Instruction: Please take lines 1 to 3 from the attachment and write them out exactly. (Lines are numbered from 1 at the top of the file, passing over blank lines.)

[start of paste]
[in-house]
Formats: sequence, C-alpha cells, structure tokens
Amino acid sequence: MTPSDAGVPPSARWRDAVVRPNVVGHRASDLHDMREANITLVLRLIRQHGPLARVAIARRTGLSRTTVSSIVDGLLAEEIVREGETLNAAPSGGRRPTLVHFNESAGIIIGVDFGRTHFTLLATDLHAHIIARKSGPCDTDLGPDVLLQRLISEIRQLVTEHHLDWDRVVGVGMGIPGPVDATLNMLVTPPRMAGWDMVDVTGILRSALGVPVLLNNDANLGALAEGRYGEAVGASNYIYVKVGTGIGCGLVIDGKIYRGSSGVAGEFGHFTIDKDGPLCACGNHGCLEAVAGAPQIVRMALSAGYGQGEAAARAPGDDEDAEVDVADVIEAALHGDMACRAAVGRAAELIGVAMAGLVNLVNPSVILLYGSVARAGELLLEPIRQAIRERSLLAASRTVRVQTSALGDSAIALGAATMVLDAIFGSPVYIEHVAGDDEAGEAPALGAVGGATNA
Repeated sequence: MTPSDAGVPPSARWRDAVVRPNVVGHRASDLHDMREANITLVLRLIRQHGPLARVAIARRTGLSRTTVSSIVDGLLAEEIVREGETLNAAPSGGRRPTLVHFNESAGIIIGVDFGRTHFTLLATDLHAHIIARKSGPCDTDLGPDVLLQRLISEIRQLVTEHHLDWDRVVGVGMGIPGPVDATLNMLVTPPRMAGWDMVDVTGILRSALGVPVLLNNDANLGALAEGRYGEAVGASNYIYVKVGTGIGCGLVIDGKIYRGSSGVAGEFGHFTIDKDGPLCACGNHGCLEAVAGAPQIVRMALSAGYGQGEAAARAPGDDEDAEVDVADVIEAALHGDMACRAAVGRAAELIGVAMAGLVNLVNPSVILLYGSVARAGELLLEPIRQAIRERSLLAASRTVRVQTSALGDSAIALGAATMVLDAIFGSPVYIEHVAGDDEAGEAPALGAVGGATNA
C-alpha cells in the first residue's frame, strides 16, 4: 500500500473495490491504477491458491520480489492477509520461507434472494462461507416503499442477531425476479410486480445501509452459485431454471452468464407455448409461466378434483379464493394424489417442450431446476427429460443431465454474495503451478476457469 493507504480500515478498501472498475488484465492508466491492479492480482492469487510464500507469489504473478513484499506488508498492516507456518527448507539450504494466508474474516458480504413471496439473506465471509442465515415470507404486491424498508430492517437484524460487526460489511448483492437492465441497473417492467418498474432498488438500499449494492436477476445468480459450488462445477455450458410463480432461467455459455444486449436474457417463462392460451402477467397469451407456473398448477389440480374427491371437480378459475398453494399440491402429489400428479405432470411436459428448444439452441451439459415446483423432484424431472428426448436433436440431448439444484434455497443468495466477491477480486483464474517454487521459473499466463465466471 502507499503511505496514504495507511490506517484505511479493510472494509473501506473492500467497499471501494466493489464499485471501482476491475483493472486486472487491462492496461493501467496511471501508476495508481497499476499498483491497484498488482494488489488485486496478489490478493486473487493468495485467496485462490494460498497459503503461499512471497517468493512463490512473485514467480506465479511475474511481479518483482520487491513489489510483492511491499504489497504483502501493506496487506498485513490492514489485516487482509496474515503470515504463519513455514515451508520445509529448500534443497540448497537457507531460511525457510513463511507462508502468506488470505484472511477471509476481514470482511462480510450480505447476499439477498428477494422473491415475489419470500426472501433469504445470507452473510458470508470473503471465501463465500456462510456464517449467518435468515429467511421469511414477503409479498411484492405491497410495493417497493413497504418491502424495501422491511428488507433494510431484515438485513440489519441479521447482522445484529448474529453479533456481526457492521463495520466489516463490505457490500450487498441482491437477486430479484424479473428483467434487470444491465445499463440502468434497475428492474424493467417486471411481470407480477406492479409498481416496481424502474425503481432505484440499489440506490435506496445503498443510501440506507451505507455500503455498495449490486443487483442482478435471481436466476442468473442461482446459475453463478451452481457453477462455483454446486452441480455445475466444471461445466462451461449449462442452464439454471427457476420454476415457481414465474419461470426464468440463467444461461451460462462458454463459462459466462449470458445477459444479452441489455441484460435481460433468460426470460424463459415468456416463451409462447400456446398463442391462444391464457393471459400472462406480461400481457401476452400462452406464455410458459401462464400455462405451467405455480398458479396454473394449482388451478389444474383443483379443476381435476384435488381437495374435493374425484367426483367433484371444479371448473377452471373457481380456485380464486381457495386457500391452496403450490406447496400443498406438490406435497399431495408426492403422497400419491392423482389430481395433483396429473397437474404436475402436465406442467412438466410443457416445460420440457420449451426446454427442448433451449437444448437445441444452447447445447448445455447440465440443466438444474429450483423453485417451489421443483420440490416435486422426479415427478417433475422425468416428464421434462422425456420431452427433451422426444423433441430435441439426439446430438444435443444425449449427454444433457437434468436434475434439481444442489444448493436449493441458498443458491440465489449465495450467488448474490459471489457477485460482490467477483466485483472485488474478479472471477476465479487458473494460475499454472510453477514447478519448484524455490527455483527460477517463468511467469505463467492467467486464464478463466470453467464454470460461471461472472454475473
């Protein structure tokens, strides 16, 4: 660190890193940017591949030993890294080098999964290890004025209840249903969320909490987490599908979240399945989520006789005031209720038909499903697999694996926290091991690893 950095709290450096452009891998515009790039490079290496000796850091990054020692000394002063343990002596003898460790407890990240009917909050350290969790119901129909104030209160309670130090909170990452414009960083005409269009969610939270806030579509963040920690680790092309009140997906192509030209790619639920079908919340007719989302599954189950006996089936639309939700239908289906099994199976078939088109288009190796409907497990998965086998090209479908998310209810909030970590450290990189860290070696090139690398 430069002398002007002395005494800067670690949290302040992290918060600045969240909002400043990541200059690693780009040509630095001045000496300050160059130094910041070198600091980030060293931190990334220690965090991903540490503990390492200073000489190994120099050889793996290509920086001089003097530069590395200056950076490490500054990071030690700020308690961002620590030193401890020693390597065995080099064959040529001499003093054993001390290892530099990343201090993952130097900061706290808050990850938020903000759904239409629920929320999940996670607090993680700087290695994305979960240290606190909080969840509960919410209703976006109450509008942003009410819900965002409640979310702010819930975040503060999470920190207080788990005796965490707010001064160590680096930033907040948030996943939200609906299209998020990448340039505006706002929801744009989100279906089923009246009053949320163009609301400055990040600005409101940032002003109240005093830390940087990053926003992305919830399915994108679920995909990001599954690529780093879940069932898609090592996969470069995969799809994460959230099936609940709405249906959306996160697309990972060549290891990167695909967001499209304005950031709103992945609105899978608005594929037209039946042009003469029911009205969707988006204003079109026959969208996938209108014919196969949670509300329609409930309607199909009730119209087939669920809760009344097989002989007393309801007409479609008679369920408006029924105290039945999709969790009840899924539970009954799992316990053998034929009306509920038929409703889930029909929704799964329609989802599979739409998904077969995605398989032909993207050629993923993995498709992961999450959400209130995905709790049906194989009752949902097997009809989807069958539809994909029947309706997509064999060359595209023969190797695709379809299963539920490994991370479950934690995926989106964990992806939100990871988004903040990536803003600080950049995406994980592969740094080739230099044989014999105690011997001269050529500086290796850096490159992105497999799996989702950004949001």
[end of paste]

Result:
[in-house]
Formats: sequence, C-alpha cells, structure tokens
Amino acid sequence: MTPSDAGVPPSARWRDAVVRPNVVGHRASDLHDMREANITLVLRLIRQHGPLARVAIARRTGLSRTTVSSIVDGLLAEEIVREGETLNAAPSGGRRPTLVHFNESAGIIIGVDFGRTHFTLLATDLHAHIIARKSGPCDTDLGPDVLLQRLISEIRQLVTEHHLDWDRVVGVGMGIPGPVDATLNMLVTPPRMAGWDMVDVTGILRSALGVPVLLNNDANLGALAEGRYGEAVGASNYIYVKVGTGIGCGLVIDGKIYRGSSGVAGEFGHFTIDKDGPLCACGNHGCLEAVAGAPQIVRMALSAGYGQGEAAARAPGDDEDAEVDVADVIEAALHGDMACRAAVGRAAELIGVAMAGLVNLVNPSVILLYGSVARAGELLLEPIRQAIRERSLLAASRTVRVQTSALGDSAIALGAATMVLDAIFGSPVYIEHVAGDDEAGEAPALGAVGGATNA